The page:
Though both Google and Microsoft have weathered previous storms around transparency and privacy rather well in the recent past, users are continuing to demand more from these companies who have access to so much personal information.
In the recent updates, Google reiterates that transparency and privacy are core company principles that apply to all areas of Google, including AdWords. Google wants advertising to be clear, honest, and to not violate a user’s trust or privacy. This includes using a clear ad display URL so users know where they are being directed if they click on an ad, no implied affiliations (such as saying you are partnered with Google when you are not), and no websites whose primary purpose is information harvesting. These AdWords updates are not only enforcing and slightly expanding Google’s power over advertisers, but I would suspect that Google hopes to increase the trust users have in their search engine, and in ads users see, as well.
Microsoft also included transparency and privacy as key components to their updates. They speak to being more transparent with their terms and policies, as well as ensuring a user’s privacy when they use Microsoft products and services. Again, these updates seem to be geared towards instilling trust in users around the company and the company’s products, as well as trust in the advertising that Microsoft offers.
Google and Microsoft take on user protection in different ways with the recent updates. A majority of Google AdWords’s new Policy Center focuses around prohibited content and practices, and “ethical” and “honest” advertising (based on their standards, of course). They expect advertisers to follow the rules they have laid out, and go into detail regarding:
While these restrictions primarily focus on a user’s experience and safety, Google also benefits from these restrictions. If they allowed advertisers to promote weapons or recreational drugs for example, I would be hard-pressed to see how that would end well for Google. Despite the profit made by Google from such advertisements, the negative effects and eventual backlash of providing people with those types of items through advertisements would probably be far reaching – especially to a company that prides itself on its “user first” image and brand mentality.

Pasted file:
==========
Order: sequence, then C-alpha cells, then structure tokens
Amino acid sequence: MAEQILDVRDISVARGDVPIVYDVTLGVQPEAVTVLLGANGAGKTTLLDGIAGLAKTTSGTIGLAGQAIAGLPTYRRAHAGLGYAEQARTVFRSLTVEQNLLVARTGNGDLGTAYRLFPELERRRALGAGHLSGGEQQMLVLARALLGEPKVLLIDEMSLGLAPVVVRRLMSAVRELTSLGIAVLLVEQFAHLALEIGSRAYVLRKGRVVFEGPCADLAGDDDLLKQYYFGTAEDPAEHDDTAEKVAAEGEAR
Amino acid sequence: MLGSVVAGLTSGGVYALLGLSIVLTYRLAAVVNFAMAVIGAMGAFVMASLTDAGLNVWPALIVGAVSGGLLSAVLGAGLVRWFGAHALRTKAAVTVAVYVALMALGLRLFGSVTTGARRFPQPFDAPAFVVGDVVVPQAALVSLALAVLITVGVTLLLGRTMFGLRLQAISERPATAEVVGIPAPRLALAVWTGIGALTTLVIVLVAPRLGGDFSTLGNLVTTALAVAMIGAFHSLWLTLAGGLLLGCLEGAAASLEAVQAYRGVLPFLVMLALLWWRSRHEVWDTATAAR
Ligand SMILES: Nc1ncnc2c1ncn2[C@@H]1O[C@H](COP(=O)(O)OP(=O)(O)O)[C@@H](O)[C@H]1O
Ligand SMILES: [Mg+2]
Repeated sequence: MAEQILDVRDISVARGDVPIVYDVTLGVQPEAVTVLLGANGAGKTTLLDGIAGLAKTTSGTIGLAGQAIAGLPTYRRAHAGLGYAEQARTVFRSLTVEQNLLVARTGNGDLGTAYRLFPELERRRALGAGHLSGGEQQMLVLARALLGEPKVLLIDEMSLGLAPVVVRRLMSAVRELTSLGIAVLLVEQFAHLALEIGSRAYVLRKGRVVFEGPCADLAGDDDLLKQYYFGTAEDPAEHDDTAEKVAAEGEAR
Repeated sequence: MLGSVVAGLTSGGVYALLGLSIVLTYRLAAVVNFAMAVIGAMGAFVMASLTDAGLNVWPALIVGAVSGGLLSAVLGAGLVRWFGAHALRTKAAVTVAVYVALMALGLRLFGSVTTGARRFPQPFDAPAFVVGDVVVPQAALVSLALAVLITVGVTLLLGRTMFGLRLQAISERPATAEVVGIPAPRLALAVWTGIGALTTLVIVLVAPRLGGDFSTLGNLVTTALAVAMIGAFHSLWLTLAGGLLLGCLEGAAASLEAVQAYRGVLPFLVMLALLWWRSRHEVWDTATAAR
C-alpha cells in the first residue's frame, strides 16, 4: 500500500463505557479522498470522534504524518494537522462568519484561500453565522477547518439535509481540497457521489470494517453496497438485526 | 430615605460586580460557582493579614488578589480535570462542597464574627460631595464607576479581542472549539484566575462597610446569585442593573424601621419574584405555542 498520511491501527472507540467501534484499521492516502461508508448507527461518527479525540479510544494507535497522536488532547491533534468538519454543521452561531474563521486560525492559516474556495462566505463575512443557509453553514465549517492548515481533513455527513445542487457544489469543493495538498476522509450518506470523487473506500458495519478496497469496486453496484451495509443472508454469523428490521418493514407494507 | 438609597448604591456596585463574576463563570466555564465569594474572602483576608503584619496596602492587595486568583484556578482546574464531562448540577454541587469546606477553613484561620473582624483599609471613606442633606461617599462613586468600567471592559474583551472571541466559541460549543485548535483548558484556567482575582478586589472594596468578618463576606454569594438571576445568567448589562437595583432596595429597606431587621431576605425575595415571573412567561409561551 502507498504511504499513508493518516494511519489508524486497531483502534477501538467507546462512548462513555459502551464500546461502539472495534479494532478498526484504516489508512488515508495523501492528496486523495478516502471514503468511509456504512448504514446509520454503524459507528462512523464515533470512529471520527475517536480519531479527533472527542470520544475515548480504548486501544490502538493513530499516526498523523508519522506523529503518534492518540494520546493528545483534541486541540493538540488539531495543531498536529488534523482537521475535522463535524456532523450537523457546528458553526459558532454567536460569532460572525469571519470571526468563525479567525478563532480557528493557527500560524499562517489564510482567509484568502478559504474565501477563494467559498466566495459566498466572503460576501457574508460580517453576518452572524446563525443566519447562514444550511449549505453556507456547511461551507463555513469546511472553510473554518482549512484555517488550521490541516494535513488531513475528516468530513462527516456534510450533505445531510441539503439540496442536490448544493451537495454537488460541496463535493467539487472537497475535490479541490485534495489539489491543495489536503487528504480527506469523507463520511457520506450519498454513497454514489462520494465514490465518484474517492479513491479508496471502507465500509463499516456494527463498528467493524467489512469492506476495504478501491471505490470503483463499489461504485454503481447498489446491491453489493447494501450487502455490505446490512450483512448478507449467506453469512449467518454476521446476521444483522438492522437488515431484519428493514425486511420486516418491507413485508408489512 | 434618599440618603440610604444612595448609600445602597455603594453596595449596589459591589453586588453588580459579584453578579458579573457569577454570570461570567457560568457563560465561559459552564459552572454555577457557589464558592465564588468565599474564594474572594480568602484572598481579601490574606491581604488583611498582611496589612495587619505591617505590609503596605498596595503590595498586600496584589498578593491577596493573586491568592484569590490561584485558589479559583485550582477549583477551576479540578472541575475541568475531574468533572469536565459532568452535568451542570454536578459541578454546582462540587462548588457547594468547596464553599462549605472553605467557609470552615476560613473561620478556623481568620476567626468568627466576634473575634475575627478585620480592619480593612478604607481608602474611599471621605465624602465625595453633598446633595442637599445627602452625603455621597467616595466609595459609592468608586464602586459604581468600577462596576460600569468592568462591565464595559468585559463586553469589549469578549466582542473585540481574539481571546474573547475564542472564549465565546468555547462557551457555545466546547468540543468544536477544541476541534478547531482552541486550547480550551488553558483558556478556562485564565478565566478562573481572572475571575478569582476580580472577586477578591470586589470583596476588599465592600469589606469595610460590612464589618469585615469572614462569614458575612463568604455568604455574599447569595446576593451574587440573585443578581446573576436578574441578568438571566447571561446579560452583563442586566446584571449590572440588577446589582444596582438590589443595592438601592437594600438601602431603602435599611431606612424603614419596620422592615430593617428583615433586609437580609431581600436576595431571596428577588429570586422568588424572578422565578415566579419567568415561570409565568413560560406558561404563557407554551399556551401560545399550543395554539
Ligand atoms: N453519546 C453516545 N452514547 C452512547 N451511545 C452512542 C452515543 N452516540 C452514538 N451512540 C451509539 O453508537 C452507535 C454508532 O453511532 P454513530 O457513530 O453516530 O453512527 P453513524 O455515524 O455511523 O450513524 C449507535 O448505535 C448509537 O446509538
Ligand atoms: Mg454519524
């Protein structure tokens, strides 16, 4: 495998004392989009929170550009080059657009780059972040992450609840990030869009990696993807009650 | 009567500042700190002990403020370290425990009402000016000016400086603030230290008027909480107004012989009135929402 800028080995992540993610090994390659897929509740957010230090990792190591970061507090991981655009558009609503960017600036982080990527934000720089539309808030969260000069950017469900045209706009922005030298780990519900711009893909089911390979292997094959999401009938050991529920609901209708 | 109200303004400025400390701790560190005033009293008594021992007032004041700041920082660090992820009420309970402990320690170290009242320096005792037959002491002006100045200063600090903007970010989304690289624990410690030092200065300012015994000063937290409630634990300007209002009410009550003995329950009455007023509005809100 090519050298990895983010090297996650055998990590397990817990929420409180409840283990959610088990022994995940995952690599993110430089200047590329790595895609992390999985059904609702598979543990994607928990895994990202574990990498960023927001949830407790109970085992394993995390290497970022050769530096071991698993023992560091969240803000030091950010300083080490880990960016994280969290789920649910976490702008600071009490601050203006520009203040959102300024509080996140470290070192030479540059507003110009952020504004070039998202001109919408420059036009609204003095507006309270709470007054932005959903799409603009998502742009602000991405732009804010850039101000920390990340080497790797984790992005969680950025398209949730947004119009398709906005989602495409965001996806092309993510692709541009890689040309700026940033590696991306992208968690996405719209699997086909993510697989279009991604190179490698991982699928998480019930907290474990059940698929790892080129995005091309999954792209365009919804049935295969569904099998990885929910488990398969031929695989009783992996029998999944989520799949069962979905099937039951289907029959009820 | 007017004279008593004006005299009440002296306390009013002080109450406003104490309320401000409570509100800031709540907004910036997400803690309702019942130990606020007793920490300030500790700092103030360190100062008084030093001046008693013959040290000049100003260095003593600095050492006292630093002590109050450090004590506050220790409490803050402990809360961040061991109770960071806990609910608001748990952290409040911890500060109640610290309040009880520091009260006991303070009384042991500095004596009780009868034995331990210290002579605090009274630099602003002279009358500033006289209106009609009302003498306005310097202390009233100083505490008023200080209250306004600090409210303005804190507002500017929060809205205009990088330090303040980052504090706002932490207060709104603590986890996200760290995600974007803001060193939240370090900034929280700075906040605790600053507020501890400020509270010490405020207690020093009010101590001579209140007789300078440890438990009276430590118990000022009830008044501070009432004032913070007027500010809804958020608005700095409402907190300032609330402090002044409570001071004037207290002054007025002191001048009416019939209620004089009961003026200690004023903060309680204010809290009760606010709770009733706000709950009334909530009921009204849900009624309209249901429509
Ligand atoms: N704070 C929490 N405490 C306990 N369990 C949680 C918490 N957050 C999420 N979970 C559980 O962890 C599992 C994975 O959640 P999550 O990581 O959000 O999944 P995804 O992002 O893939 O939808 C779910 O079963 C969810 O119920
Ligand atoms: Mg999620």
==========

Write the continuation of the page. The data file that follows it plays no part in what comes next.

Microsoft’s approach to their updated user protection revolves around always respecting users’ privacy when they are using Microsoft products and services, such as Outlook and Bing. The example they provide is that the contents of your email inbox won’t be used as a way to target ads to you. For example, if you are emailing with a friend about your upcoming wedding, Microsoft will keep that information private, instead of invading your privacy and showing you ads for The Knot, your local wedding photographer, etc. With how invasive the “big business” digital companies can be these days and the access they have to our lives, I suppose it is reassuring to have this actually included in Microsoft’s privacy statement.
Another key thought running through these changes is simplicity. Google and Microsoft indicate they actually want you to understand your rights, how they protect your privacy, and what policies you need to follow – as a user and as an advertiser. Both companies pronounce easier, simpler, more transparent guidelines to ensure you are staying within their policies, as well as providing statements in simpler layman’s terms with the hope that you may actually read the documentation that could affect your experience with the product/service.
Google and Microsoft want to protect their users, and made user experience and user opinion a core influence with these updates – not a new take for either company. But both companies are looking to protect themselves more than ever as well, as best they can anyways, considering the versatility, freedom, and sometimes maliciousness that exists online.